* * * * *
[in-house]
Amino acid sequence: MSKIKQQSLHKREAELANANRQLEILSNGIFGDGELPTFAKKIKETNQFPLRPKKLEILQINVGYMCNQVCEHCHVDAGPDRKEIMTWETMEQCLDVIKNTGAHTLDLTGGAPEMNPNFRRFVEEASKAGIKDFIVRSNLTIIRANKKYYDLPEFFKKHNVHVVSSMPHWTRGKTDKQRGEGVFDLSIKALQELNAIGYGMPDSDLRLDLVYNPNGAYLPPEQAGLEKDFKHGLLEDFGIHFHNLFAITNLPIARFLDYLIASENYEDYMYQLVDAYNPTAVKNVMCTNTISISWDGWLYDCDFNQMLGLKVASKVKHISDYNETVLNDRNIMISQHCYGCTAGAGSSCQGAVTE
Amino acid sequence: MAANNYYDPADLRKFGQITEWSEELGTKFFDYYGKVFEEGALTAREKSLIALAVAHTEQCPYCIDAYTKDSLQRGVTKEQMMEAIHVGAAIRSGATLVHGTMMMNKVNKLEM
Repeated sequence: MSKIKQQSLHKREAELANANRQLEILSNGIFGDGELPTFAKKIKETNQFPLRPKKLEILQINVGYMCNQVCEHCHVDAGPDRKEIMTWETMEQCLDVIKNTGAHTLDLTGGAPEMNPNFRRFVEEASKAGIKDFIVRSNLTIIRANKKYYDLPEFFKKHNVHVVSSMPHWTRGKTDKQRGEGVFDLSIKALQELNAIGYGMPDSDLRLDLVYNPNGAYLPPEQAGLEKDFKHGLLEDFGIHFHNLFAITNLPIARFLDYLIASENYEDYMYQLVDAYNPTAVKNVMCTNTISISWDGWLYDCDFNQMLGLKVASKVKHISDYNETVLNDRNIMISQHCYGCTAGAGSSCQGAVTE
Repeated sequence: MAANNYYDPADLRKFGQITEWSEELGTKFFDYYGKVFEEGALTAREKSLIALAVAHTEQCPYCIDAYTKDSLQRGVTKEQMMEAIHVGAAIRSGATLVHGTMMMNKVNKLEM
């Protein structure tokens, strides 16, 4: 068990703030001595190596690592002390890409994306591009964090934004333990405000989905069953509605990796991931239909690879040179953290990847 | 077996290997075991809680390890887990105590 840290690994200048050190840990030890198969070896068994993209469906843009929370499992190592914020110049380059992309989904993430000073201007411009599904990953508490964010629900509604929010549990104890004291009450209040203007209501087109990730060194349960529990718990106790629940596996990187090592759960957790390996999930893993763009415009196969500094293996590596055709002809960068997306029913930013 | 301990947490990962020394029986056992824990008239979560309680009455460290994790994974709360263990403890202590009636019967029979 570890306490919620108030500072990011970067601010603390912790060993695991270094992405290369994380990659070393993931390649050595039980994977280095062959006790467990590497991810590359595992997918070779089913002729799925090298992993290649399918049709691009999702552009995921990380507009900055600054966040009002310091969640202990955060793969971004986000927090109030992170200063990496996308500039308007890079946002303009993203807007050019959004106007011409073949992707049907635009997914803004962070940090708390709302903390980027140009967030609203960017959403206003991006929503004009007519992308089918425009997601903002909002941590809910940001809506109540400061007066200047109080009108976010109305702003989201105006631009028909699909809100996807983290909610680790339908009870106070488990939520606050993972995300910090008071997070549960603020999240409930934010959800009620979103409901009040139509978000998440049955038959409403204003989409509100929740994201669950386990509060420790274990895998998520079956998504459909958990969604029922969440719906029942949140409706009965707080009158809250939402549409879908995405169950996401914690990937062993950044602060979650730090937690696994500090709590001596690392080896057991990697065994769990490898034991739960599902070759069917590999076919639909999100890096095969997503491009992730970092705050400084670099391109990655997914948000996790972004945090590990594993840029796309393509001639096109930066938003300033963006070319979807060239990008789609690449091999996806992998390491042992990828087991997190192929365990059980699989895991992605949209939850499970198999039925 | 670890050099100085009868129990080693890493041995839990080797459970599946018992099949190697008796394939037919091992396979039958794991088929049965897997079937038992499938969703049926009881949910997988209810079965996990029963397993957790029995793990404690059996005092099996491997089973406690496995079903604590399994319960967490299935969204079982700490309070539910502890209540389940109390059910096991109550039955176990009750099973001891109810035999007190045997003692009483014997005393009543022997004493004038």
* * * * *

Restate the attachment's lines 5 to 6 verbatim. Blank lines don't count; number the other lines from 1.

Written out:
Repeated sequence: MAANNYYDPADLRKFGQITEWSEELGTKFFDYYGKVFEEGALTAREKSLIALAVAHTEQCPYCIDAYTKDSLQRGVTKEQMMEAIHVGAAIRSGATLVHGTMMMNKVNKLEM
């Protein structure tokens, strides 16, 4: 068990703030001595190596690592002390890409994306591009964090934004333990405000989905069953509605990796991931239909690879040179953290990847 | 077996290997075991809680390890887990105590 840290690994200048050190840990030890198969070896068994993209469906843009929370499992190592914020110049380059992309989904993430000073201007411009599904990953508490964010629900509604929010549990104890004291009450209040203007209501087109990730060194349960529990718990106790629940596996990187090592759960957790390996999930893993763009415009196969500094293996590596055709002809960068997306029913930013 | 301990947490990962020394029986056992824990008239979560309680009455460290994790994974709360263990403890202590009636019967029979 570890306490919620108030500072990011970067601010603390912790060993695991270094992405290369994380990659070393993931390649050595039980994977280095062959006790467990590497991810590359595992997918070779089913002729799925090298992993290649399918049709691009999702552009995921990380507009900055600054966040009002310091969640202990955060793969971004986000927090109030992170200063990496996308500039308007890079946002303009993203807007050019959004106007011409073949992707049907635009997914803004962070940090708390709302903390980027140009967030609203960017959403206003991006929503004009007519992308089918425009997601903002909002941590809910940001809506109540400061007066200047109080009108976010109305702003989201105006631009028909699909809100996807983290909610680790339908009870106070488990939520606050993972995300910090008071997070549960603020999240409930934010959800009620979103409901009040139509978000998440049955038959409403204003989409509100929740994201669950386990509060420790274990895998998520079956998504459909958990969604029922969440719906029942949140409706009965707080009158809250939402549409879908995405169950996401914690990937062993950044602060979650730090937690696994500090709590001596690392080896057991990697065994769990490898034991739960599902070759069917590999076919639909999100890096095969997503491009992730970092705050400084670099391109990655997914948000996790972004945090590990594993840029796309393509001639096109930066938003300033963006070319979807060239990008789609690449091999996806992998390491042992990828087991997190192929365990059980699989895991992605949209939850499970198999039925 | 670890050099100085009868129990080693890493041995839990080797459970599946018992099949190697008796394939037919091992396979039958794991088929049965897997079937038992499938969703049926009881949910997988209810079965996990029963397993957790029995793990404690059996005092099996491997089973406690496995079903604590399994319960967490299935969204079982700490309070539910502890209540389940109390059910096991109550039955176990009750099973001891109810035999007190045997003692009483014997005393009543022997004493004038």